Once there was a little girl who could not see. It did not seem to matter much-she seemed to see. She poked her fork right into her vegetables the first stab, without missing. She picked up her comb without fumbling, when she combed her hair, as if she knew exactly where on her dresser it lay. She rested her hand on her dog Ganesh’s head and it always landed on the very top, not on an ear or halfway down the neck. So things went quite well. It was only a keen person who would ever have noticed that when Itca looked you in the eye, it was not really in the eye. There was a veil between her eye and yours. But as I said, almost no one ever noticed. Itca herself suspected only because she had dreams-of ablack world, of not being able to open her eyes.

     One day, when Itca was walking among some pine trees and her feet felt right at home there tramping the dry needles, she looked up and for the first time saw green. That is how she came to know she could not see, because for a second or two that one day, she did see.

     And having seen green, she knew that what she had seen as green all her years (about nine) was green covered by the veil. And she did not know how to tear away the veil. She tried everything. She stayed in her room, trying to think away the veil, and her mother wondered why she did not come for dinner. She looked at things hard, with a pick-ax eye, to hack out green. She looked with a soft eye, like coaxing with honey. She looked twice as long, or half as long, witha blink or two, with no blink. She spent time in the pines, asking them to allow her to see them. Itca became pale and thin from trying.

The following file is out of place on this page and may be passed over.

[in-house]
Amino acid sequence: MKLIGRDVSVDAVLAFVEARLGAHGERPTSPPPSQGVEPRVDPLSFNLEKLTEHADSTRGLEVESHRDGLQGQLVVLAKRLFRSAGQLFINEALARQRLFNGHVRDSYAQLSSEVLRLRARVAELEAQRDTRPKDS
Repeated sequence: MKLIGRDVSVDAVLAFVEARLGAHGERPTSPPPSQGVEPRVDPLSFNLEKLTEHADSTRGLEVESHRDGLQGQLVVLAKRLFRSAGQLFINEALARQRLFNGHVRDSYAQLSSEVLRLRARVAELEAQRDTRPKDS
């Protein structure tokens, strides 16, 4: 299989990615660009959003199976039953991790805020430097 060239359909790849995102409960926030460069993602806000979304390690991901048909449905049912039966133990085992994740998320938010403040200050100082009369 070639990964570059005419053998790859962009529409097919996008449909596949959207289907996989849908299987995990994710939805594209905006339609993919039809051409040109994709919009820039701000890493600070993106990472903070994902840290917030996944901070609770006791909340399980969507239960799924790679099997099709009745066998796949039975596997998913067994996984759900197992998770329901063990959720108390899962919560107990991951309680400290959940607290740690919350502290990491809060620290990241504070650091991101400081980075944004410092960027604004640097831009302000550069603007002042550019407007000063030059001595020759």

After a year or so, after she had given up and learned to praise the pines without having seen them but once (she asked their forgiveness for holding their green only as memory), she made a discovery. If she looked with her voice, she could see. If she turned her eyes to the pines and saw with her voice, the green that was their true color came streaming in, first piercing the veil with tiny holes and then sweeping it away in a magnificent green torrent. The first time it happened, Itca’s body ached, even the palms of her hands and the soles of her feet, as if something in her had to work overtime to sustain things. But she learned how to feel the ache as beauty.

     Later she took up singing. She read stories out loud. In grief, she cried very loud and did not care who heard. She did not care who heard her laugh either. Her voice filled the world like cream, like rich black soil. Her blue eyes became bluer, and her voice was blue. And the veil? It dropped away completely one day-a blue bit of silk- and in a sudden gust of wind, disappeared in the spaces of blue between white clouds.

The Violin and the Meadowlark